Sensitivity and Specificity of the Hyperdense Artery Sign for Arterial Obstruction in Acute Ischemic Stroke
Background and Purpose—In acute ischemic stroke, the hyperdense artery sign (HAS) on noncontrast computed tomography (CT) is thought to represent intraluminal thrombus and, therefore, is a surrogate of arterial obstruction. We sought to assess the accuracy of HAS as a marker of arterial obstruction by thrombus.
Methods—The Third International Stroke Trial (IST-3) was a randomized controlled trial testing the use of intravenous thrombolysis for acute ischemic stroke in patients who did not clearly meet the prevailing license criteria. Some participating IST-3 centers routinely performed CT or MR angiography at baseline. One reader assessed all relevant scans independently, blinded to all other data; we checked observer reliability. We combined IST-3 data with a systematic review and meta-analysis of all studies that assessed the accuracy of HAS using angiography (any modality).
Results—IST-3 had 273 patients with baseline CT or MR angiography and was the largest study of HAS accuracy. The meta-analysis (n=902+273=1175, including IST-3) found sensitivity and specificity of HAS for arterial obstruction on angiography to be 52% and 95%, respectively. HAS was more commonly identified in proximal than distal arteries (47% versus 37%; P=0.015), and its sensitivity increased with thinner CT slices (r=−0.73; P=0.001). Neither extent of obstruction nor time after stroke influenced HAS accuracy.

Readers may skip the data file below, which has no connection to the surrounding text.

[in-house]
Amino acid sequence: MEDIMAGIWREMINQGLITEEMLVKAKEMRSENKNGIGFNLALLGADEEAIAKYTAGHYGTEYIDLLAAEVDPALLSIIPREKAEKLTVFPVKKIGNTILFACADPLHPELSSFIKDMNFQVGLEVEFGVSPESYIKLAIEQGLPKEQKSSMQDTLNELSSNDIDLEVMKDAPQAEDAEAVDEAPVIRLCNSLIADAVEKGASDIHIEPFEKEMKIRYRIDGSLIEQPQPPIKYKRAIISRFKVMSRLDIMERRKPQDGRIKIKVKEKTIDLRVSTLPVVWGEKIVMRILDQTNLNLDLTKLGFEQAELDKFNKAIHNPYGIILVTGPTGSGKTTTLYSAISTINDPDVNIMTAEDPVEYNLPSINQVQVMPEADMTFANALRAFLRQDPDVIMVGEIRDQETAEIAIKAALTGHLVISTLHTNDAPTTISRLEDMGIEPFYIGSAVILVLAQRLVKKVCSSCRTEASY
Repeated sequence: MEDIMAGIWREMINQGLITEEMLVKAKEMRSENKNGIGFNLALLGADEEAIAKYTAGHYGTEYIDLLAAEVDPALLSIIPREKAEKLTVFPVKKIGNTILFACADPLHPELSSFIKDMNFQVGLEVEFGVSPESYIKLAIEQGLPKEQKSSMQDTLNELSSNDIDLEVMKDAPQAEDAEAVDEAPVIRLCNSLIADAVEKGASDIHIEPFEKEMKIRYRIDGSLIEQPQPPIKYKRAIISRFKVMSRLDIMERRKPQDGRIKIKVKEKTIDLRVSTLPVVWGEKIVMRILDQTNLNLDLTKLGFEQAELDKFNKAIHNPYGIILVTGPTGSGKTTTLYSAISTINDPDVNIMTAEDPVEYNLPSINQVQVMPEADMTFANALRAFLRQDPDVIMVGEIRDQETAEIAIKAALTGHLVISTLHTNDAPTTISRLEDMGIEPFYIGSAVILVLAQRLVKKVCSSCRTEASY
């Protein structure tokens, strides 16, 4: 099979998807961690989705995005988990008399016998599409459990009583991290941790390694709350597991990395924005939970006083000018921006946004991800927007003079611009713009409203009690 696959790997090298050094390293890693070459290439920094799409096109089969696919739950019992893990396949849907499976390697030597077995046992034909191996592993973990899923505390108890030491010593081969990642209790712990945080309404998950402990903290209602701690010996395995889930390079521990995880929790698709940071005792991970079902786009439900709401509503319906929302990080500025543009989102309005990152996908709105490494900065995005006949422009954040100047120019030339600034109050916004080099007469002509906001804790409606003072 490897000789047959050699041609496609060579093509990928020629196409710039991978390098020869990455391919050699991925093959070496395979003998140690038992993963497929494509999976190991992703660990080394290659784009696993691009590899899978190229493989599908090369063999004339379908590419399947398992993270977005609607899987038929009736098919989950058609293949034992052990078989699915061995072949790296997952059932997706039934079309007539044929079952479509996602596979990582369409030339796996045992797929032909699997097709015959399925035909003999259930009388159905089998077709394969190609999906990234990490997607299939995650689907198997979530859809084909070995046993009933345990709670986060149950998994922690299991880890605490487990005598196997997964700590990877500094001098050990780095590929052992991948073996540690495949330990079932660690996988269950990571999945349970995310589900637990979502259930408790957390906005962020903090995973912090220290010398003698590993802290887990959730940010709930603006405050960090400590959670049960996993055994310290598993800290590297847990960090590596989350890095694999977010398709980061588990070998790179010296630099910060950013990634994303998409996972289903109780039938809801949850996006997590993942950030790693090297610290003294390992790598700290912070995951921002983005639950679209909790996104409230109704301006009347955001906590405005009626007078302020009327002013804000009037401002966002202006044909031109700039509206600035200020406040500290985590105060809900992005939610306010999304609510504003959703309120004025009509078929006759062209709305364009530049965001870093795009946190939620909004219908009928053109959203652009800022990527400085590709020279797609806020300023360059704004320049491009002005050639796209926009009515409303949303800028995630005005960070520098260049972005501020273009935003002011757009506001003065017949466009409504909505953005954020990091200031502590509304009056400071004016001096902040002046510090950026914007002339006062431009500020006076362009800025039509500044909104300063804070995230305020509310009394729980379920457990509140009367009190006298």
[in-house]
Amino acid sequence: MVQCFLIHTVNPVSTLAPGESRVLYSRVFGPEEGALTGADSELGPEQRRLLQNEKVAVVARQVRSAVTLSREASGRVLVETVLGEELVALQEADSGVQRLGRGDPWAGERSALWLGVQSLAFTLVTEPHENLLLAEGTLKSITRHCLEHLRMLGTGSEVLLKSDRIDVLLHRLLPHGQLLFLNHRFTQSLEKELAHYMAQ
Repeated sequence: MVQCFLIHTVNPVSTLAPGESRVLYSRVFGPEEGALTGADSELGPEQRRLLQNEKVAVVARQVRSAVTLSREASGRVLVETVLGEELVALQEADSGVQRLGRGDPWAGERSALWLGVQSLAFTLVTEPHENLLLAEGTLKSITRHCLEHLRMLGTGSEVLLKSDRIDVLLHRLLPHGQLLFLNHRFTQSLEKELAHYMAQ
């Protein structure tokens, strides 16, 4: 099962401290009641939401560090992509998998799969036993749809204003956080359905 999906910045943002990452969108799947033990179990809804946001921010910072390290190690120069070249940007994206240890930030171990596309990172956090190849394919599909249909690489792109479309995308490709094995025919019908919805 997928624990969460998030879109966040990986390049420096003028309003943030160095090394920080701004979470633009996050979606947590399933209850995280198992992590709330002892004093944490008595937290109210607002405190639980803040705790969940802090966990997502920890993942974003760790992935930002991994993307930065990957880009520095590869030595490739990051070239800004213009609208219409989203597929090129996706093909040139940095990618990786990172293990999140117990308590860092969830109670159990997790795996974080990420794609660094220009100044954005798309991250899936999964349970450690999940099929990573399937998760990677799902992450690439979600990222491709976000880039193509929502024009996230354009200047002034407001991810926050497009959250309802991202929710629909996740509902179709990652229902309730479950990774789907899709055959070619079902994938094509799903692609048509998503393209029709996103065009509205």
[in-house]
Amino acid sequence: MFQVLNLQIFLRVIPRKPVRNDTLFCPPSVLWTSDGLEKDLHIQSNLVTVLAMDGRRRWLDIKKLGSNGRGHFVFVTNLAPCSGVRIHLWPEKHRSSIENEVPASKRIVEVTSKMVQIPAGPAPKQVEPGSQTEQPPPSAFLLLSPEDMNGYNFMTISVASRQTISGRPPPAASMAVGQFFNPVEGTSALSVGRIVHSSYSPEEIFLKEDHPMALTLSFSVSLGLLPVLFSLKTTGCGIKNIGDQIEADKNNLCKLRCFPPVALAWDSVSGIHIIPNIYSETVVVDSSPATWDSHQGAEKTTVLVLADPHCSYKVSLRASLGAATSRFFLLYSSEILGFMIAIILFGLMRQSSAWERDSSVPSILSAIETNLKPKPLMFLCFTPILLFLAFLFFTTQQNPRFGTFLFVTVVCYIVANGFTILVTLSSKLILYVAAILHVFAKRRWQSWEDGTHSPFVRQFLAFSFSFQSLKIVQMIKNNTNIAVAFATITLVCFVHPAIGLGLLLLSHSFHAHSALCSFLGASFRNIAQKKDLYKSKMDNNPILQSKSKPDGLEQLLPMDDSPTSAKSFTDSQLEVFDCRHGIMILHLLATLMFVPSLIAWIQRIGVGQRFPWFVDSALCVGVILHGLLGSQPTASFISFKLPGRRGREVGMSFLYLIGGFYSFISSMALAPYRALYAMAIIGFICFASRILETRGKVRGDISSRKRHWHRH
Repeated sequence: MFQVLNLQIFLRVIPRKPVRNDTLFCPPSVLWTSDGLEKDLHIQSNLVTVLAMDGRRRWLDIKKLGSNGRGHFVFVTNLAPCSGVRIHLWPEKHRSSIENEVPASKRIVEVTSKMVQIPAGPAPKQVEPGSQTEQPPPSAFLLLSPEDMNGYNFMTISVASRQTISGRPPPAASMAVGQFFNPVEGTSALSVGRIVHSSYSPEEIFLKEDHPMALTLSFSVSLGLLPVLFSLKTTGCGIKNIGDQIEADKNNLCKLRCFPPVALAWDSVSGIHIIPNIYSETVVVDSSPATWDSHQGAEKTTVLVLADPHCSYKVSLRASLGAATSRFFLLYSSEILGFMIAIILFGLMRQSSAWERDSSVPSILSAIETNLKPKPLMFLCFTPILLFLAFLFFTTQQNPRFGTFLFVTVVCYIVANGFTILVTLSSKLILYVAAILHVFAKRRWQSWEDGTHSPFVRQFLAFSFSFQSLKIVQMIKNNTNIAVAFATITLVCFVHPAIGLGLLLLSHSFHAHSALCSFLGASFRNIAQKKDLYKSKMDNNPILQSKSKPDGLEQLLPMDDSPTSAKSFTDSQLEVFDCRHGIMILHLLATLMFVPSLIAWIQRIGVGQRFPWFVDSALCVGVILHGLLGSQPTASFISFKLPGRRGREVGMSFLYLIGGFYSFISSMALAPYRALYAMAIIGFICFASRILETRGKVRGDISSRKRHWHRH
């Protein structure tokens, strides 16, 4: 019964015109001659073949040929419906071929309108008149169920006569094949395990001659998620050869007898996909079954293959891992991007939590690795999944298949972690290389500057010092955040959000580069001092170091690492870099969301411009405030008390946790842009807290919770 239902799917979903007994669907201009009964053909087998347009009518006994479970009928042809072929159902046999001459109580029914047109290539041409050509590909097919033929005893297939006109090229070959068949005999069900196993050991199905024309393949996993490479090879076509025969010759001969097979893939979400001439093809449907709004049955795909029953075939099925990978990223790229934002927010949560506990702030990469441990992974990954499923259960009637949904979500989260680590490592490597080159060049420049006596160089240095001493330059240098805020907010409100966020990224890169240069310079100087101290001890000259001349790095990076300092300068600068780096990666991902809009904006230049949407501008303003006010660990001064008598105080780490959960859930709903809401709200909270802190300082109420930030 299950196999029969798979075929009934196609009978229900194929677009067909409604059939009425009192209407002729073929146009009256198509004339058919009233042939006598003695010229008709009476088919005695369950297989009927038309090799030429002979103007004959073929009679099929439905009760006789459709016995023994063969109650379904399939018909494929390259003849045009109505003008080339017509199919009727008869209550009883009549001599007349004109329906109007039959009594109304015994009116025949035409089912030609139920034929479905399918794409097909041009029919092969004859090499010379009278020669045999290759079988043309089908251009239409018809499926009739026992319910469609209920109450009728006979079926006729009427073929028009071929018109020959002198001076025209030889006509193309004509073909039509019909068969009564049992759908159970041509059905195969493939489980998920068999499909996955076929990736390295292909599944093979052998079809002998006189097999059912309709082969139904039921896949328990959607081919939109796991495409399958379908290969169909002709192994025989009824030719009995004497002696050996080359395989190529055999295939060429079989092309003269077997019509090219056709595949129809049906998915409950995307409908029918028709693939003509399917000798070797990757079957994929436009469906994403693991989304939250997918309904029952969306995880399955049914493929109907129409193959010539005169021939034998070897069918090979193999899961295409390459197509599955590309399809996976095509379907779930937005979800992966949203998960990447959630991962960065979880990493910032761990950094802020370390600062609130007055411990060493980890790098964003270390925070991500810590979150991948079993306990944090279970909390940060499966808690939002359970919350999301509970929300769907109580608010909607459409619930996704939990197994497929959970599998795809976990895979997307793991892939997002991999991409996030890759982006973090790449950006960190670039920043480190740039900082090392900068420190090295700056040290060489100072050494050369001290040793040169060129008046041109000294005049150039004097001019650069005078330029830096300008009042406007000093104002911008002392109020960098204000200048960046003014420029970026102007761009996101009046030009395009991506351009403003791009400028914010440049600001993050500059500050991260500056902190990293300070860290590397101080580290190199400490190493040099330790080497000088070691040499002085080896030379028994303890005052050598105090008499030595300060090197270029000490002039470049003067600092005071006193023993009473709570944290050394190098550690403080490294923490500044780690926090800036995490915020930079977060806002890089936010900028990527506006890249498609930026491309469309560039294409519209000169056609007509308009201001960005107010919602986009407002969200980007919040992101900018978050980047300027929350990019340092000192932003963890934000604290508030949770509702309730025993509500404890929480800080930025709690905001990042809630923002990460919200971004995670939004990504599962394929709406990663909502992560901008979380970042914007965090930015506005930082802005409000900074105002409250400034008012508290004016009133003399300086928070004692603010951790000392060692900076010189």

Conclusions—When present in acute ischemic stroke, HAS indicates a high likelihood of arterial obstruction, but its absence indicates only a 50/50 chance of normal arterial patency. Thin-slice CT improves sensitivity of HAS detection.
- Received August 8, 2014.
- Revision received October 15, 2014.
- Accepted October 30, 2014.
- © 2014 American Heart Association, Inc.